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Popular Zimbabwe Singer Dies At 37

THE HERALD, NEW ZIMBABWE (Zimbabwe)

Worldcrunch

CHITUNGWIZA - Chiwoniso Maraire, one of Zimbabwe's most famous singers, died late Wednesday at the age of 37.

Born in Olympia, U.S., in 1976, Chiwoniso shot to fame in the 1990s thanks to her distinctive voice and her playing the mbira -- also known as sanza, kalimba or "thumb piano" -- a traditional African instrument usually reserved for men.

The World Music star is believed to have succumbed to a lung infection at the South Medical Centre in Chitungwiza where she was treated for chest pain, New Zimbabwe reports.

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Maraire live in 2009 - Photo: CHR!S

An accomplished singer-songwriter, Chiwoniso was honored with the Decouverte Afrique award by Radio France International after releasing her debut album Ancient Voices in 1998.

The album entered the World Music Charts Europe and earned Chiwoniso a nomination in the category Best Female Vocals of Africa for the KORA Award in 1999, The Herald recalls.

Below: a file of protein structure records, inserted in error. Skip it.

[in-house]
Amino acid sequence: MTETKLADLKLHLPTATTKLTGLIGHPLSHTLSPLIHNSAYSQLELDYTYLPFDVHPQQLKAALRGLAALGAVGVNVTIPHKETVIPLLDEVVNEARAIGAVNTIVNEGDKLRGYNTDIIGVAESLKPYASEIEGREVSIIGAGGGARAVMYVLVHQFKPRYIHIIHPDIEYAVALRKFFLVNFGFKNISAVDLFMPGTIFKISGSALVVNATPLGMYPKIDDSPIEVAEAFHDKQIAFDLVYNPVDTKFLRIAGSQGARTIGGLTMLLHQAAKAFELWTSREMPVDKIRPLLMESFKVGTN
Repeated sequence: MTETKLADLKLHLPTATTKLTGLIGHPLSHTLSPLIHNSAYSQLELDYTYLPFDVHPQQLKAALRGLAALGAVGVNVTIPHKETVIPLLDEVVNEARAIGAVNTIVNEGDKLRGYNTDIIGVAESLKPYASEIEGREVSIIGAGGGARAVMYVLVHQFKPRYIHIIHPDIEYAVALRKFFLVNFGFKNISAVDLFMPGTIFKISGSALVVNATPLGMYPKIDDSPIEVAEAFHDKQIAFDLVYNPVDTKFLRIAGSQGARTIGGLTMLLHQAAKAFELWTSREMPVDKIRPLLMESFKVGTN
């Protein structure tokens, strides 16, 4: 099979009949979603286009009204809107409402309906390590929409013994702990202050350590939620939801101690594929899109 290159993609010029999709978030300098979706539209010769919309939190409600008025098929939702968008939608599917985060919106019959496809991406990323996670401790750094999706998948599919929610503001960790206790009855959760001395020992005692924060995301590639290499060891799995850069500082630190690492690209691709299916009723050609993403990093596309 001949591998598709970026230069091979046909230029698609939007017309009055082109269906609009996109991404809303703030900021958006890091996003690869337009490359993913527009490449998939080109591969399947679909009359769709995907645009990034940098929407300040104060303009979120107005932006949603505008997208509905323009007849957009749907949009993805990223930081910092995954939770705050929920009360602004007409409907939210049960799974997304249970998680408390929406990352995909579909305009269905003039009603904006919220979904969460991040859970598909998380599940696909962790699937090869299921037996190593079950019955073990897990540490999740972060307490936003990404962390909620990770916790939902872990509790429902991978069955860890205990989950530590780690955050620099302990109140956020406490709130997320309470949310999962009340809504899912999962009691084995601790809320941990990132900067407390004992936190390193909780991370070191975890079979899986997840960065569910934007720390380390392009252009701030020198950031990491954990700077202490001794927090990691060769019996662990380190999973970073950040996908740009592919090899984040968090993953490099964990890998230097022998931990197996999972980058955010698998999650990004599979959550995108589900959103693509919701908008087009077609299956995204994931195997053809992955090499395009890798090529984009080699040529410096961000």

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Migrant Lives

What's Driving More Venezuelans To Migrate To The U.S.

With dimmed hopes of a transition from the economic crisis and repressive regime of Nicolas Maduro, many Venezuelans increasingly see the United States, rather than Latin America, as the place to rebuild a life..

Photo of a family of Migrants from Venezuela crossing the Rio Grande between Mexico and the U.S. to surrender to the border patrol with the intention of requesting humanitarian asylum​

Migrants from Venezuela crossed the Rio Grande between Mexico and the U.S. to surrender to the border patrol with the intention of requesting humanitarian asylum.

Julio Borges

-Analysis-

Migration has too many elements to count. Beyond the matter of leaving your homeland, the process creates a gaping emptiness inside the migrant — and outside, in their lives. If forced upon someone, it can cause psychological and anthropological harm, as it involves the destruction of roots. That's in fact the case of millions of Venezuelans who have left their country without plans for the future or pleasurable intentions.

Their experience is comparable to paddling desperately in shark-infested waters. As many Mexicans will concur, it is one thing to take a plane, and another to pay a coyote to smuggle you to some place 'safe.'

Venezuela's mass emigration of recent years has evolved in time. Initially, it was the middle and upper classes and especially their youth, migrating to escape the socialist regime's socio-political and economic policies. Evidently, they sought countries with better work, study and business opportunities like the United States, Panama or Spain. The process intensified after 2017 when the regime's erosion of democratic structures and unrelenting economic vandalism were harming all Venezuelans.

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